Our Connecticut Forest and Park Association Blue-Blazed trail hikes continue on with Nayantaquit Trail in Lyme, CT. In the spring time this section of Nehantic State Forest is a birding hot spot. With it being only about 18 degrees and a few inches of snow on the ground we only heard a single bird and spotted a single raptor. We were the first humans on the trail since the previous day’s snow. This meant pristine, untouched trail. I guess I can’t totally say untouched because more than a few times we came across deer and rabbit tracks.
There are multiple trails and forest roads in Nehantic State Forest. We chose to park at the start of the Nayantaquit Trail on the northern end of Keeny Road, coming from Beaver Brook Road. There were tire tracks but no other people. Almost right away we came across a large glacial erratic. We are always amazed how these large, seemingly lonely, boulders got to be where they are. At a little less than a quarter of a mile we reached the intersection for the loop to begin. The Connecticut Walk Book recommends heading left toward Brown Hill; we went right toward Nickerson Hill.
The northern section of the loop is rolling trail through the forest. At one point we could tell that some beavers were taking over and setting up homes not too far off the trail. A local Boy Scout Troop had been kind enough to build and install a bridge this past spring over the stream leading to the beavers new home. This defiantly looked like a spot that could be very wet and muddy in the spring without that bridge.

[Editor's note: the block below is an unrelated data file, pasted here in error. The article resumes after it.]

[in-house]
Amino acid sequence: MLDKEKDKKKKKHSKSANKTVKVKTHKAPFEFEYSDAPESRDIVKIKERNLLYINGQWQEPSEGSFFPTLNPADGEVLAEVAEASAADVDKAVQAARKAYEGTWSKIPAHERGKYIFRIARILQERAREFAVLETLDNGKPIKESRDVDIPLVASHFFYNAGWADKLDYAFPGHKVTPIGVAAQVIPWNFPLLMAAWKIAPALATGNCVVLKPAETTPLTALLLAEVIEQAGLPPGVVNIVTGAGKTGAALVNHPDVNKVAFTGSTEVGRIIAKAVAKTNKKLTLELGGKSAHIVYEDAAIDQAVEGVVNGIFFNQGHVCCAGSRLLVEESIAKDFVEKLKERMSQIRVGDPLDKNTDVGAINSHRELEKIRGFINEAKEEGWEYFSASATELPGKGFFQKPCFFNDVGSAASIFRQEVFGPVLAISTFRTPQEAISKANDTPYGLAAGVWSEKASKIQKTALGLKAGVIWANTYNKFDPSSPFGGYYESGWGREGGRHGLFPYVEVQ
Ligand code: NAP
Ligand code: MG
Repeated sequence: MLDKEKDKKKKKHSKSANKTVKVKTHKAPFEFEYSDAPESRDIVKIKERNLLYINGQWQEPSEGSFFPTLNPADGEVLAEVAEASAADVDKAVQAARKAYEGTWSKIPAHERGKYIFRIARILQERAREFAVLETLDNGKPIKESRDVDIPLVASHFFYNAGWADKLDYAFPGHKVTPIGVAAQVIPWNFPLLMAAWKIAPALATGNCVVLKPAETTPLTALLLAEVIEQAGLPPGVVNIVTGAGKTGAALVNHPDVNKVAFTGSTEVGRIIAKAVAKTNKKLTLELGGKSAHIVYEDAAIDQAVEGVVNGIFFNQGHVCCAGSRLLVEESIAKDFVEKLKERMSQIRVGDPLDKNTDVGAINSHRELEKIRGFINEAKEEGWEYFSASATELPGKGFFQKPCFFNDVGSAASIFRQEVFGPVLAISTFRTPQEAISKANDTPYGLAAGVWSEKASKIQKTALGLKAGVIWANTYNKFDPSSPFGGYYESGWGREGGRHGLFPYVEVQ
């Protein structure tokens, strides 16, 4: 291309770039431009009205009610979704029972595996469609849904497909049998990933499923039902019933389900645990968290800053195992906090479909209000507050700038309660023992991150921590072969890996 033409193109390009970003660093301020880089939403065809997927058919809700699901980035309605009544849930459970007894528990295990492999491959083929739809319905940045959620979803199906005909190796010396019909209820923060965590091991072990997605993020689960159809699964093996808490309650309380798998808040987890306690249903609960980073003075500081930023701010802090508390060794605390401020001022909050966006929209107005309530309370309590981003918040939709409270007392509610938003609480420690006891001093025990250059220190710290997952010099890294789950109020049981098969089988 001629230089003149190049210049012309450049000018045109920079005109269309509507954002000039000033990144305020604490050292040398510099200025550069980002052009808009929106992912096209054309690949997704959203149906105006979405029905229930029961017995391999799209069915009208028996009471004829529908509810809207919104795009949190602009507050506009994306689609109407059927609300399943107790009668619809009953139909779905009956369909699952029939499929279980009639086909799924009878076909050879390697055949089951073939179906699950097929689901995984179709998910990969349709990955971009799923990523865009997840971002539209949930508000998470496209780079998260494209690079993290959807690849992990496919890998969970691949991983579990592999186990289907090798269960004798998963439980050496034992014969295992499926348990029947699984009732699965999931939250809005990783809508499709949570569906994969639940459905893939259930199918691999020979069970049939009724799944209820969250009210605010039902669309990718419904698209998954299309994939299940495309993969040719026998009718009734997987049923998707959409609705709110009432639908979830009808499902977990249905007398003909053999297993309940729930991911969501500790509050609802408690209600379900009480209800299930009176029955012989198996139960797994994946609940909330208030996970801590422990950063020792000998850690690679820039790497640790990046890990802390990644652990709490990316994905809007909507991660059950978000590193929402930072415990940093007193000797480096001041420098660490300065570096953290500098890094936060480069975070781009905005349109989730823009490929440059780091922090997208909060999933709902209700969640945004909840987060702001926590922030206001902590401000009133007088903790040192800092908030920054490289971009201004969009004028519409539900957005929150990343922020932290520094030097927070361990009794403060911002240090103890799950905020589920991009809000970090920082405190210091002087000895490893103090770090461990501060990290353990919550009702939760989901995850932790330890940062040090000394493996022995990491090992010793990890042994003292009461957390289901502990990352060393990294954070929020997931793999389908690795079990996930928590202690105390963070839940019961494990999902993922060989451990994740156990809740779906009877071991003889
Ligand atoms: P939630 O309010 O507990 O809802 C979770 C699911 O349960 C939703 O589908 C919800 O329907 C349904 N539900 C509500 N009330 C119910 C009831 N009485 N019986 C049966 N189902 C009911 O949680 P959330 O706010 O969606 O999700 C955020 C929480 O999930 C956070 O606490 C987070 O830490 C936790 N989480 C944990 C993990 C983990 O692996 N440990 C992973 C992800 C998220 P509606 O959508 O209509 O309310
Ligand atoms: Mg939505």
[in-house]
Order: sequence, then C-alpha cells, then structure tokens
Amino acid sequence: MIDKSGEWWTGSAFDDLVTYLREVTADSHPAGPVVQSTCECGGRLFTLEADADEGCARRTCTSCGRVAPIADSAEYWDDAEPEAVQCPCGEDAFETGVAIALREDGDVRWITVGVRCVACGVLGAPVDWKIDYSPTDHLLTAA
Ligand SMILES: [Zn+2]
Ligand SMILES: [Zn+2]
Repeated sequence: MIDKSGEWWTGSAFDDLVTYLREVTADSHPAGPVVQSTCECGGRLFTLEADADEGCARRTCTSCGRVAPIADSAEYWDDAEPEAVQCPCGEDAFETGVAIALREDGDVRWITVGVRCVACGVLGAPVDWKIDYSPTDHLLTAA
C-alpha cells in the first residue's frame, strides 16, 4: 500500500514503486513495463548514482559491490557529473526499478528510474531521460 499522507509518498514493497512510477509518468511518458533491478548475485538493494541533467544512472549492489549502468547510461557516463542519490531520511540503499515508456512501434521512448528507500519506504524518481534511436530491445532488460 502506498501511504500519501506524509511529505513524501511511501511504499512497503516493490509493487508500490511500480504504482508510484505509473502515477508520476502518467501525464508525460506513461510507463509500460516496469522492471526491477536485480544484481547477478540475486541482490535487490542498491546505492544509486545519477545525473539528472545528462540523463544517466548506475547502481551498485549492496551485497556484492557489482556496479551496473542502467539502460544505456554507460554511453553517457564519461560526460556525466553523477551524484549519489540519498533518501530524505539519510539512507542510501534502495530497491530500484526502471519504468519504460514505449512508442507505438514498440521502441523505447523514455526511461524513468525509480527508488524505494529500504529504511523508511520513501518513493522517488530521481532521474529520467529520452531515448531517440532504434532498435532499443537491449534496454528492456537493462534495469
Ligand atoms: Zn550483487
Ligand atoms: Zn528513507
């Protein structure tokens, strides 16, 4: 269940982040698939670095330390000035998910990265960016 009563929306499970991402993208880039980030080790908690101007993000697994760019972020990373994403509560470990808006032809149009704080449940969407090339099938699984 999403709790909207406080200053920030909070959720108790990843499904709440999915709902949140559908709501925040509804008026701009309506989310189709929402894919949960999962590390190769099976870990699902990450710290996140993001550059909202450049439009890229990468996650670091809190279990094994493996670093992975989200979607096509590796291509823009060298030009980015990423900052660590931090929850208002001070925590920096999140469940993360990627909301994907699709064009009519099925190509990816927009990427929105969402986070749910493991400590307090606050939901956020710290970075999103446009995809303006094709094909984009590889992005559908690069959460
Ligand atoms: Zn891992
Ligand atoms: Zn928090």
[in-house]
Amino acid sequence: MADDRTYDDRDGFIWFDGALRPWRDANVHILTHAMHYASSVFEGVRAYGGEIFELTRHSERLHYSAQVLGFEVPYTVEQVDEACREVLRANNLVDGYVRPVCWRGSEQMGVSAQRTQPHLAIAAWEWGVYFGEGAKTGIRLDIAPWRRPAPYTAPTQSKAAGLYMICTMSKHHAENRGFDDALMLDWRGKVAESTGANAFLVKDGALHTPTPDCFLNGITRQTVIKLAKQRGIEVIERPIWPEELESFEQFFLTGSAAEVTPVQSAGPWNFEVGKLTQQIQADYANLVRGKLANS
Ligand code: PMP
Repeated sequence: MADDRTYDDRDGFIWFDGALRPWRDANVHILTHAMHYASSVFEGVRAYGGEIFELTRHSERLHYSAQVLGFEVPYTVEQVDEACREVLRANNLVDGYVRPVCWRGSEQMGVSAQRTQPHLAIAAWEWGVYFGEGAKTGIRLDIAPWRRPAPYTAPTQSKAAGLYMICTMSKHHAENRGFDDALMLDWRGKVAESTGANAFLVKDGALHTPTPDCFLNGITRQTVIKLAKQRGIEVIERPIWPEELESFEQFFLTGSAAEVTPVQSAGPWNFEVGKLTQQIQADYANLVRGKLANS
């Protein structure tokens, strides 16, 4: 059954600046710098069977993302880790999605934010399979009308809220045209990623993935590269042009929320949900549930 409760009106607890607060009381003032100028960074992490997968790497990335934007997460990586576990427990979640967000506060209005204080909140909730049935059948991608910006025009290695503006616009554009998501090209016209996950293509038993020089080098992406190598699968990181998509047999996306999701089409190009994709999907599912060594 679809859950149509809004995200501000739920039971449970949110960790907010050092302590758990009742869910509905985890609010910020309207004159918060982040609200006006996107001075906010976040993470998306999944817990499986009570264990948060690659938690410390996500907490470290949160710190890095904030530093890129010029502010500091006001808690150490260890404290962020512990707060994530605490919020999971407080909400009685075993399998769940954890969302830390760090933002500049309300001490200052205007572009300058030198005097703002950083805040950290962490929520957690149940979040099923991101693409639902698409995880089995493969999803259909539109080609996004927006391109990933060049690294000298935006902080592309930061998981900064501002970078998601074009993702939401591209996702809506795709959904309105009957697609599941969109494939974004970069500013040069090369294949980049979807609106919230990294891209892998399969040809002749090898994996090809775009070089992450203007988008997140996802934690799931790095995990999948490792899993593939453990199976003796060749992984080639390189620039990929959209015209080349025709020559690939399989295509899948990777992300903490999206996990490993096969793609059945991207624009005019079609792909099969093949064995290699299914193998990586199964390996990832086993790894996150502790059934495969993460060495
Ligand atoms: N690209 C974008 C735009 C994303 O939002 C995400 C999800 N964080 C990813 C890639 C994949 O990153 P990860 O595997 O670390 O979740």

Once up on Nickerson Hill we were able to see out to what I first thought was Long Island Sound. Once I zoomed in with my camera there appeared to be land on the other side so we figured it was the Connecticut River. Either way it was great to be able to see out in the distance that far. Without any leaves on the trees we were able to have more of a view of this distant body of water. Coming off Nickerson Hill there is a steep section that was slippery with a few inches of snow. I could also imagine that leaves would also make this slippery and why the Walk Book wanted us to go in the opposite direction. It isn’t that big of a deal but it would be easier to go up it than down.
We continued along and met up with one of the forest roads that had a port-a-potty along it. Seeing a random port-a-potty out in the woods is kind of funny. I could be wrong but I am guessing that it is there for the DEEP since it is an actively managed forest. Throughout the hike you will witness some of their work as you travel through different stages of forest development. The southern portion of the trail has gradual ups and downs and a few giant boulders to pass through. The Walk Book says the Nayantaquit Trail is 3.4 miles but both my father and myself had 3.6 miles showing on our GPSs. I guess this difference could be when we started our GPSs in the parking lot instead of right at the trailhead. If you are a bird watcher I highly recommend coming to the Nehantic State Forest in the spring and bringing your binoculars.